Strict & Weak Exhaustive Checks in TypeScript: Nuke your app at runtime for fun and profit!

This article assumes you are familiar with the never type, exhaustive checks, and the concept of failing fast. If you aren't yet, or want a refresher, here are some resources to get up to speed:

Now I'm going to introduce you to two functions I wind up bringing into most TypeScript applications I work on, isStrictNever and isWeakNever


export const isStrictNever = (x: never): never => {
  throw new Error(`Never case reached with unexpected value ${x}`);

This function will throw if it is ever called at runtime, and our compile-time checks ensure that this function should never be called.


export const isWeakNever = (x: never): void => {
  console.error(`Never case reached with unexpected value ${x} in ${new Error().stack}`);

This function will only log at runtime, while still providing compile-time checks ensuring that this function should never be called.

Using isStrictNever to fail fast

Out of the two functions, isStrictNever is preferred in most cases because it helps us fail fast. One place I always use this is if I'm performing any mapping or checks at the database layer. Data consistency at runtime is key, and can easily cause your application to fall into an unpredictable state if the system attempts to continue operating with bad data.

Here's an example:

type Article = {
  author: string;
  body: string;
  title: string;
  type: ArticleType;
  publishedAt: Date;

type ArticleType = 'STANDARD' | 'SERIES';

export const selectLatestArticle = async (): Promise<Article | undefined> => {
  const res = await pool.query(`
    SELECT id, author, title, body, type_id, published_at 
    FROM articles
    ORDER BY published_at
    LIMIT 1;

type ArticleRow = {
  author: string;
  body: string;
  title: string;
  type_id: ArticleTypeId;
  published_at: Date;

type ArticleTypeId = 1 | 2;

const mapArticleRowToArticle = ({published_at, type_id, ...row}: ArticleRow): Article => ({
  publishedAt: published_at
  type: mapArticleTypeIdToTypeString(type_id),

const mapArticleTypeIdToTypeString = (typeId: ArticleTypeId): ArticleType => {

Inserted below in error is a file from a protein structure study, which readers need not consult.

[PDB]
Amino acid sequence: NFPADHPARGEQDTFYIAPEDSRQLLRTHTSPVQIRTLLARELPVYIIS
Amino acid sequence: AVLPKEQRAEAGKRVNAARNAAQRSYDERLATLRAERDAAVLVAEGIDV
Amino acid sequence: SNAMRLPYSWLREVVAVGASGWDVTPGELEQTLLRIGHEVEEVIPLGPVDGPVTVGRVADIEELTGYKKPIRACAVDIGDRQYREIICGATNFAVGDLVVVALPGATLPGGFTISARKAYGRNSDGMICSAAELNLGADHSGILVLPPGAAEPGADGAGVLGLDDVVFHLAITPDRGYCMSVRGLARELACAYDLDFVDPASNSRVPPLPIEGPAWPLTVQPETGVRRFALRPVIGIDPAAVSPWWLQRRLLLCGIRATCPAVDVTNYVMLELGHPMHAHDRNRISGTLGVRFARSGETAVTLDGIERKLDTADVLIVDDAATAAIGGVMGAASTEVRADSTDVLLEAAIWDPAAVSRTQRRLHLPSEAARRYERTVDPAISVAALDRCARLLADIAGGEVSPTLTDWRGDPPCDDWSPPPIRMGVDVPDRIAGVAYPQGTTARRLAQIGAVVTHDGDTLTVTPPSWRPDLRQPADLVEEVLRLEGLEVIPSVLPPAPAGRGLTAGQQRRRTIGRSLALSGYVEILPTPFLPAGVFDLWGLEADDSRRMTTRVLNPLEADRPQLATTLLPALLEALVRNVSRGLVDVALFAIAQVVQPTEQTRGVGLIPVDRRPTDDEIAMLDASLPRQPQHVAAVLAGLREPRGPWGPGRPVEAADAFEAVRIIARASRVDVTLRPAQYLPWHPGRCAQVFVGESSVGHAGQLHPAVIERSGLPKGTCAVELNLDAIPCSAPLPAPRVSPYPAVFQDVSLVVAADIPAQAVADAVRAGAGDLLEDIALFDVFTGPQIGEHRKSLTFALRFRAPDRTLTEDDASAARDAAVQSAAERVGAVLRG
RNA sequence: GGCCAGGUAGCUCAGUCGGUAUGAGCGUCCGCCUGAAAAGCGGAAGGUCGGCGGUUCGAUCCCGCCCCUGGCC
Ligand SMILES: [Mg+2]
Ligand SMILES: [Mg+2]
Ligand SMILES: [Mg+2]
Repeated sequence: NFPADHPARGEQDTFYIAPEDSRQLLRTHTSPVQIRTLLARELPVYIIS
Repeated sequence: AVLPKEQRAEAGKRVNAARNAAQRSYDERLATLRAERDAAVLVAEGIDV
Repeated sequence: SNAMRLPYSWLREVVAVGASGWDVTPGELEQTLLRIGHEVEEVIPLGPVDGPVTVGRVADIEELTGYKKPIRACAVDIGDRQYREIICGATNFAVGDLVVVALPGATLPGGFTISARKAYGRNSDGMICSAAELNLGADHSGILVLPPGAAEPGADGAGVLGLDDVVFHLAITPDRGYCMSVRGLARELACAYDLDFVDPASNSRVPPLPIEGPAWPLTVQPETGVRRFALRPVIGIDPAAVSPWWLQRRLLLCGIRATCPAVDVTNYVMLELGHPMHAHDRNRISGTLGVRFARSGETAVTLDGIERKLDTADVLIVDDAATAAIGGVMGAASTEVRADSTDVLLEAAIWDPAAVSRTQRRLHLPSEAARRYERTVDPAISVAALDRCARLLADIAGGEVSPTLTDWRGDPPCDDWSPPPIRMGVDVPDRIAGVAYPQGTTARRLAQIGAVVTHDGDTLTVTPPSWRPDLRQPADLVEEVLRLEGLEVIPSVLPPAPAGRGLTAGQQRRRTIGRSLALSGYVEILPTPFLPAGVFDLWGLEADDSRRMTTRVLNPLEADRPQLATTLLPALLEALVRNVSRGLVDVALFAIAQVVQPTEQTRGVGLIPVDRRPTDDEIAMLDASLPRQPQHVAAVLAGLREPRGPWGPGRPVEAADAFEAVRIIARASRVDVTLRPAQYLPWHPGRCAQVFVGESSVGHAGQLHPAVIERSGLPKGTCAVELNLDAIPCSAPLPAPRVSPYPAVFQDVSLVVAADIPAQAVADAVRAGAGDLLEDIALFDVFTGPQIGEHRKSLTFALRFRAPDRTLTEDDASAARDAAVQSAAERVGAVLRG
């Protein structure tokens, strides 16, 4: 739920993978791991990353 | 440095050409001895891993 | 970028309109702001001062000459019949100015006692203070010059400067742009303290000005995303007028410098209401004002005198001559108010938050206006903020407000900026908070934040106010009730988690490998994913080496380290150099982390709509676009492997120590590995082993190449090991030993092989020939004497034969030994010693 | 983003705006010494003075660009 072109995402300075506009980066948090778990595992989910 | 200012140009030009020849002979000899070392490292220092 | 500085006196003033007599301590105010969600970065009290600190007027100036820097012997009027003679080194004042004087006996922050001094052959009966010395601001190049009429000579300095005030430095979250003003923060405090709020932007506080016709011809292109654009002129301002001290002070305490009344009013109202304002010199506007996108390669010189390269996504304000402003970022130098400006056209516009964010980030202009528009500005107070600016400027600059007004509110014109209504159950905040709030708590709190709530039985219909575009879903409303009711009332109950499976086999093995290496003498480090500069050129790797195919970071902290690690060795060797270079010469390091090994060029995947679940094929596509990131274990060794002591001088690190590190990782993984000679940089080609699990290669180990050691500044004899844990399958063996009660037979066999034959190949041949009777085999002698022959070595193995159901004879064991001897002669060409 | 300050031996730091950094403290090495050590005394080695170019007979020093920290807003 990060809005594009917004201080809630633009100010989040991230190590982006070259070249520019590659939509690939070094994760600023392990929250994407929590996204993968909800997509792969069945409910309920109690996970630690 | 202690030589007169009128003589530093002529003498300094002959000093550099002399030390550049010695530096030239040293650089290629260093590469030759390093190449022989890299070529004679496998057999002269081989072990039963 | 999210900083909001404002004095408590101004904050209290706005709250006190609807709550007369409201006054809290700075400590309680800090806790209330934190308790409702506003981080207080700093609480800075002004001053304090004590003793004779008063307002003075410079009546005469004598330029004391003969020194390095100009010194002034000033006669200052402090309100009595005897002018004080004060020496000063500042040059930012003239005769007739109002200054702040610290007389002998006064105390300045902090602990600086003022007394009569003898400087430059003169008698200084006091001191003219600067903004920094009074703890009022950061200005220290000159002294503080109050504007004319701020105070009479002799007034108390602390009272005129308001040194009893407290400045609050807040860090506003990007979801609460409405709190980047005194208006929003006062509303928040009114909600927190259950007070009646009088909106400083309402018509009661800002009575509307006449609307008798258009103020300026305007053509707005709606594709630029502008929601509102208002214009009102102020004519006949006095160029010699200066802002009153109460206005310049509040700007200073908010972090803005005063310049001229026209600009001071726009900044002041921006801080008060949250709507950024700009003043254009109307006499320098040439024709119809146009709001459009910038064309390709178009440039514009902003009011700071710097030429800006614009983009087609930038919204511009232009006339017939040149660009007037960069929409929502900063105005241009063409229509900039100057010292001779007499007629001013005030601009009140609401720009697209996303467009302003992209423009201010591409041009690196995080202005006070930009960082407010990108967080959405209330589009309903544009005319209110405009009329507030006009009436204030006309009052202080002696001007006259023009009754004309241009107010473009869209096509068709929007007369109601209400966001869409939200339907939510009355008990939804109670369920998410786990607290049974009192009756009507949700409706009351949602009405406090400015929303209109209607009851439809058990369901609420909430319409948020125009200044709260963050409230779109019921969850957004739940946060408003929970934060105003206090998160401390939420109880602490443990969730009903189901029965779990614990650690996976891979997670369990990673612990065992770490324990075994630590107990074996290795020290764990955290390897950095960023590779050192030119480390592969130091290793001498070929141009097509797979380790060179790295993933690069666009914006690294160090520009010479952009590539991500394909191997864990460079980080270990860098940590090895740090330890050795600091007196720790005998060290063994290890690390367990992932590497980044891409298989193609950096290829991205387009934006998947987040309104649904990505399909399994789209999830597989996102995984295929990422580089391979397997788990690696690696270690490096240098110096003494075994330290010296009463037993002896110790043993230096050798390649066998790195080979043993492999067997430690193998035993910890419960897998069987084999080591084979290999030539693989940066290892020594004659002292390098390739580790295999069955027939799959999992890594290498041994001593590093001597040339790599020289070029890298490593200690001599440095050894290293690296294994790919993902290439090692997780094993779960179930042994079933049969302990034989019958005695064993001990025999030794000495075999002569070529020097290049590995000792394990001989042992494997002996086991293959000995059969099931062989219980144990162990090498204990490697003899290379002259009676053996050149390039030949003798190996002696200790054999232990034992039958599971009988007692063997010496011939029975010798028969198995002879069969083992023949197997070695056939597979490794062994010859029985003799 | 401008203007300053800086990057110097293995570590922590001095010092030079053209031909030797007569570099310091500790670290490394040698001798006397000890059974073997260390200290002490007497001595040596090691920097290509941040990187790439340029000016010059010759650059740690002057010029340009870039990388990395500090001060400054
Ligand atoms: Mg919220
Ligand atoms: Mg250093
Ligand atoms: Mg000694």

switch (typeId) {
    case 1: {
      return 'STANDARD';
    case 2: {
      return 'SERIES';
    default: {
      return isStrictNever(typeId);

Now, if I had a new article type id in the database, but forget to update the code to match, my application will crash whenever it retrieves an article using this new type.

You might think that sounds worse, but it's actually much better. This bug will likely cause end to end tests to fail completely. Because we failed fast, this change is unlikely to make it to production. Even if it does, we can easily track 50x coded HTTP responses in our observability system, we raise alerts when error rates spike, meaning our time to detection and time to recovery will be fast.

If instead we had simply let mapArticleTypeIdToTypeString return undefined, the impact might have been less obvious: it likely would have gone to production, and we would be dealing with disappointed product managers, a product that looks less professional, and have to prioritise bug tickets against new feature work. Given the option, I would much rather fail and fix up front.

Not to mention the fact that latent bugs are vectors for new bugs to interact and cause additional unexpected behaviours, further undermining the reliability of our application.

But a simple isStrictNever can save us all of that pain. So why would we ever use isWeakNever?

Using isWeakNever at the intersection of third party domains

Sometimes, we don't fully control the flow of data nor the implementation of types through our system. In these cases, we can use isWeakNever to create type systems that still help us enforce effective compile time checking for the parts of code we do control, while passing through unexpected runtime types from the code we do not control.

I often use this in a redux reducer, for example:

type CountState = {
  count: number;

const initialState: CountState = {
  count: 0,

type IncrementAction = {
  type: 'INCREMENT';

type DecrementAction = {
  type: 'DECREMENT';

type CountAction = IncrementAction | DecrementAction;

export const reducer = (state: CountState = initialState, action: CountAction): CountState => {
  switch (action.type) {
    case 'INCREMENT': {
      return { count: state.count + 1 };
    case 'DECREMENT': {
      return { count: state.count - 1 };
    default: {
      return state;

Now if I introduce a new count action:

type SquareAction = {
  type: 'SQUARE';

type CountAction = IncrementAction | DecrementAction | SquareAction;

But neglect to add a new case to the reducer, I will receive a compile time error because action has a possible value in the default case.

This compile time check gives me certainty that my implementation has completeness, while allowing the app to continue running when Redux sends its @@/INIT action, a middleware dispatches an action, or even if we have multiple reducers combined together.

Yes, the type system is lying to us a little, but it is a known, controlled, and measured lie. Logging the uses of isWeakNever gives us visibility into the things that slip through.

While Phryneas (AKA Lenz Weber) levies some valid criticisms towards the discriminated union approach to Redux reducers in his article, I believe this approach alleviates his concerns, while making the holes in the type system much more explicit.

This approach also enforces completeness through exhaustive checks, while his approach leaves these checks behind only to focus on payload type hinting.

In my opinion, exhaustive checks AND payload type hinting together are worthwhile, given an explicit indicator that the type system is incomplete, as usage of isWeakNever does.

Have another opinion on the matter? Share your thoughts in the comments below!